Every single day it seems like there are more and more great Firefox resources out there. If you are as big of a fan of Firefox as I am, you know you have to try out all the best extensions at least once. Here is a list of the best extensions out there for power users. Continue Reading →
Over at TechWeb I found out about some updated news on Firefox 2.0’s release date:
Mozilla Corp. on Monday pushed back the release date of Firefox 2.0 yet again, with a scheduled ship for mid-to-late October. According to the minutes of Mozilla’s weekly progress meetings, there are approximately 40 bugs in the under-construction Firefox 2.0 Beta 2, and about 100 that need to be addressed before the final goes out the door.
Now this is not Microsoft. It isn’t like the Mozilla folks are delaying it by a few years. It just looks like it is getting pushed back a few weeks. If they can make my experience better in those few weeks, then I don’t mind the wait. In fact, my Birthday is on the 17th of October, so if they could get it released on that date, it would be one heck of a birthday present.
Need to go back home, but you do not want to leave the Web page you are on? Use this simple trick to browse the way you want to browse.
middle-click (or ctrl + left click) on the homepage button to open your homepage in a new tab
Now you can go back to your homepage anytime you need to without disrupting your current browsing situation.
No, before you ask this Firefox extension has nothing to do with librarians. Think of it as a collector of your favorite extensions. The Compact Library Extension Organizer takes all your extensions and themes and makes them into one single installable .xpi file.
Have a friend that might not “get” how to use Firefox just yet? Maybe they would learn more if you gave them a visual to study? I ran across this series of Firefox video tutorials this morning. Right now they cover: Tabbed Browsing, Live Bookmarking, Integrated Search, Themes, and Add-ons or Extensions. You can even toss in your E-mail address into the Web page so that you can get updated when new tutorials are available.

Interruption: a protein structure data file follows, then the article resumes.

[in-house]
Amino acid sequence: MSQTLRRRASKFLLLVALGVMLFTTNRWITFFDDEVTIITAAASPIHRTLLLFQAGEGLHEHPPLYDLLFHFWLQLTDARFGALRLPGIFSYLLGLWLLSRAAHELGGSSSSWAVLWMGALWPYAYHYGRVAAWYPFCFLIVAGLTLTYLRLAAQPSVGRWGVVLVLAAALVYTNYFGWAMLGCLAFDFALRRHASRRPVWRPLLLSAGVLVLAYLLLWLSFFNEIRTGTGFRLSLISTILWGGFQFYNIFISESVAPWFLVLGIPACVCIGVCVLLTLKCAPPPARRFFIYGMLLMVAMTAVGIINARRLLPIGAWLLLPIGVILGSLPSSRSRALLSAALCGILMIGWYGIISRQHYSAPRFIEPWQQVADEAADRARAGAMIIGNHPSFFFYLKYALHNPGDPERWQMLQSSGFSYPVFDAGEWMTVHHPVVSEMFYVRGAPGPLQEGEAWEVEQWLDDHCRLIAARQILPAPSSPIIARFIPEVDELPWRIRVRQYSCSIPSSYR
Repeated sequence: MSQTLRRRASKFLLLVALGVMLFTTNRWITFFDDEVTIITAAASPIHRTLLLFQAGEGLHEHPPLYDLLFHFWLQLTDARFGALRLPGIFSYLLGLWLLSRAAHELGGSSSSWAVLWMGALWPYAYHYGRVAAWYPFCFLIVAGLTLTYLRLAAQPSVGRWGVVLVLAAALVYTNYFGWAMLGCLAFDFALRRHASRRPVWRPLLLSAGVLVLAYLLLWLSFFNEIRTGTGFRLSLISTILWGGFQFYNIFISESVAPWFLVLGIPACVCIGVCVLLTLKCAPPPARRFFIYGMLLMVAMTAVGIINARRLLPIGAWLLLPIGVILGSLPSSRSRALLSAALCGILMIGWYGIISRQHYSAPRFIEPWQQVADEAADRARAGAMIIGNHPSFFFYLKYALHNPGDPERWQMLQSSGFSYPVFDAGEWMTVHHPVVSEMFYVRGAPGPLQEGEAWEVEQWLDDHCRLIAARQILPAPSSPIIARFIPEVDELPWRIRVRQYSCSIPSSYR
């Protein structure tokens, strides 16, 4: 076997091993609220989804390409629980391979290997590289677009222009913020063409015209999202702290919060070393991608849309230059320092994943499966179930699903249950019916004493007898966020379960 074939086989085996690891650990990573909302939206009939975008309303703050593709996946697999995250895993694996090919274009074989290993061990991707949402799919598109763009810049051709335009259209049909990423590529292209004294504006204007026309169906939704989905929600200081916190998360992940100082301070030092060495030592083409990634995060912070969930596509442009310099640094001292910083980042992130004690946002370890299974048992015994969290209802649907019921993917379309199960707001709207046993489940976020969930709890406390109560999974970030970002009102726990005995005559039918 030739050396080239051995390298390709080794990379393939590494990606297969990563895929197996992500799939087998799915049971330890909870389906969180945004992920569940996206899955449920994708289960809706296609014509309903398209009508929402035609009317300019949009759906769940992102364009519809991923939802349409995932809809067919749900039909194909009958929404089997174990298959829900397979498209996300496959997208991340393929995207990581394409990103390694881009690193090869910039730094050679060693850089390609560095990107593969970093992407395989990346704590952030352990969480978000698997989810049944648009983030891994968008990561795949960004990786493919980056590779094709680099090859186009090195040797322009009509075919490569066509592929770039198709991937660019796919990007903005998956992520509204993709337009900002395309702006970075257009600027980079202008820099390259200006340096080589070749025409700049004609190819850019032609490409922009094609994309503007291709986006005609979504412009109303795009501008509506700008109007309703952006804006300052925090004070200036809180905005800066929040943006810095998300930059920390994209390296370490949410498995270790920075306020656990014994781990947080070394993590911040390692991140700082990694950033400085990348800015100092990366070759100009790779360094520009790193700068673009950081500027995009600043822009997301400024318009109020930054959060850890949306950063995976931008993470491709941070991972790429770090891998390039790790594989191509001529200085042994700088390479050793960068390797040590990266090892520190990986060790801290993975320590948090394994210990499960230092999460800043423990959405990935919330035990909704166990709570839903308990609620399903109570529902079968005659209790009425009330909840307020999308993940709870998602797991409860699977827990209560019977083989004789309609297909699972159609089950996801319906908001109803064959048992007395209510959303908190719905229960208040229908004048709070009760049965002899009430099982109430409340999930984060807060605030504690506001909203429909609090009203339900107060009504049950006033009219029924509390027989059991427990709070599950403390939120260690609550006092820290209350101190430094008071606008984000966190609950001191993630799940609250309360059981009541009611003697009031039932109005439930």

Yeah, another top 10 list. Pretty soon we will have a top 10 list of the best top 10 lists. This one I found pretty interesting though, because it had a few extensions even I haven’t gotten around to playing with yet.
Last week we covered 10 Firefox extensions that would keep your information private and make your browsing experience as safe as possible. Going beyond the security we need to also think about what cool (and sometimes productive) extensions we can install that will make Firefox even better. Let’s target tab browsing this time…
Is that tiny print really getting to you? Well, if you need to get a bigger view of a Web site it is easy to do.
hold the ctrl key while scrolling up or down. scrolling up increases the font size, scrolling down decreases the font size. you can also hold the ctrl key and then hit “+” key for a bigger font size and “-” key for a smaller one.
Now depending on how the Web site is coded, this may or may not work. I would say though from personal experience, it works around ninety percent of the time.
With some Web sites out there, if you wanted to know when it was updated, you would subscribe to the RSS feed they put out, right? Well, with some Web sites out there, they still have no RSS or any other syndication method to be seen. You need something that watches the Web site in question for changes, and lets you know about it.
Remember AllPeers? This is the problem with staying in a private beta too long. People forget what you are or what you are trying to do. I remember getting really excited about this when the news first broke. How do I feel now? Well, some of the excitement has left me – but I’d love to check it out.
UK/Prague-based AllPeers is a Firefox extension that will allow for group P2P file sharing using the browser. A persistent buddy list in a sidebar is created. Files can be shared with those buddies by dragging a file, folder or URL into their name. It’s just as easy to share the file with multiple people. The core technology is based on bittorent.
Now I could see why somebody should be excited about a leap of five or ten percent. I just don’t see why people find it necessary to mention every single time Firefox’s market share goes up or down a point. Found this little ‘bit of news via Download Squad.
While Firefox’s market share reached 15 percent in the US last month, eWeek is reporting that it’s hit 13.71 percent world wide. However, the browser’s spread has been hindered by recently publicized security flaws and lingering incompatibility issues, especially in the corporate sector.
This has been your non-news news post of the day.